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A Different Take on having Popular Media [was Re: On Media and Priorities]

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  • Shlomi Fish
    A very interesting letter by Eric Raymond:
    Message 1 of 3 , Mar 17 11:32 PM
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      A very interesting letter by Eric Raymond:

      Why "High Art" is in Deep Trouble

      I wrote this in September 1997 as a
      letter to the "Philadelphia Inquirer" in response to widespread
      lamentation over the shutdown of Phildelphia's last full-time
      classical-music station, which sent many refugees over to run a half-time
      classical format on WRTI, the area's only full-time jazz station. Both the
      classical and jazz communities vented a disgusting amount of self-pity
      about this.

      I appreciate both jazz and classical music, but I'm fed up with the
      whining of the people protesting the WFLN/WRTI format change. Let's face
      some facts here -- while the jazz and classical traditions gave us works
      to stir the soul in past times, they have become commercially nonviable
      because their communities chose to marginalize themselves.

      The self-surrender of classical music to a sterile, scholastic
      avant-garde after World War I doomed WFLN to the status of a fading museum
      of antiquities before that radio station was even born. The hankering of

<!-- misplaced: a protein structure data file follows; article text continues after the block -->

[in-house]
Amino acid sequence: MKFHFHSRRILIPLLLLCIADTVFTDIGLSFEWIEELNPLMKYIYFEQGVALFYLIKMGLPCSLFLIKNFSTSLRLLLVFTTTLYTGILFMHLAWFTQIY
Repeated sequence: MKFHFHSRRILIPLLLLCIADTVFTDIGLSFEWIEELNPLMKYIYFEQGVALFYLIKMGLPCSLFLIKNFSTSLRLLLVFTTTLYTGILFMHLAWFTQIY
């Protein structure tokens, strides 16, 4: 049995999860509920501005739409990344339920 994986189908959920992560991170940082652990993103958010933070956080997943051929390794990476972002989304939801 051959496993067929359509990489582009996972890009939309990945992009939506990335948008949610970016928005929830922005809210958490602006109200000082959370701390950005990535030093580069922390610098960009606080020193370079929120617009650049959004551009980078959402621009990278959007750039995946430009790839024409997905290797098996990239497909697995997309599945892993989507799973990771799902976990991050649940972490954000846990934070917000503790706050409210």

dance-band leaders to be seen as high artists after World War II sapped
      jazz of its vitality. Both genres have been steadily losing market share
      for decades because they deliberately turned their backs on the mass
      audiences they formerly commanded.

      I would like to see both genres flourish again. I would like to see two
      or three competing jazz stations and classical stations in every city. But
      for that to happen, the jazz and classical genres are going to have to
      somehow break the stranglehold of the elitist, "avant-garde" thinking that
      only considers art worthwhile if it is difficult, inaccessible, or ugly.

      In this century the disease of avant-gardism has largely laid waste to
      self-conscious art of all kinds. It's time for artists, academics, and
      critics to face the fact that they (not the mass audiences they hold in
      thinly-disguised contempt) are responsible. And it's time for those of us
      who still believe great art can speak to everyone to dump the elitists
      overboard and vote -- with our dollars and our feet -- for great art that
      is not ashamed to be popular.

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      Shlomi Fish

      Shlomi Fish shlomif@...
      Home Page: http://t2.technion.ac.il/~shlomif/
      Home E-mail: shlomif@...

      He who re-invents the wheel, understands much better how a wheel works.
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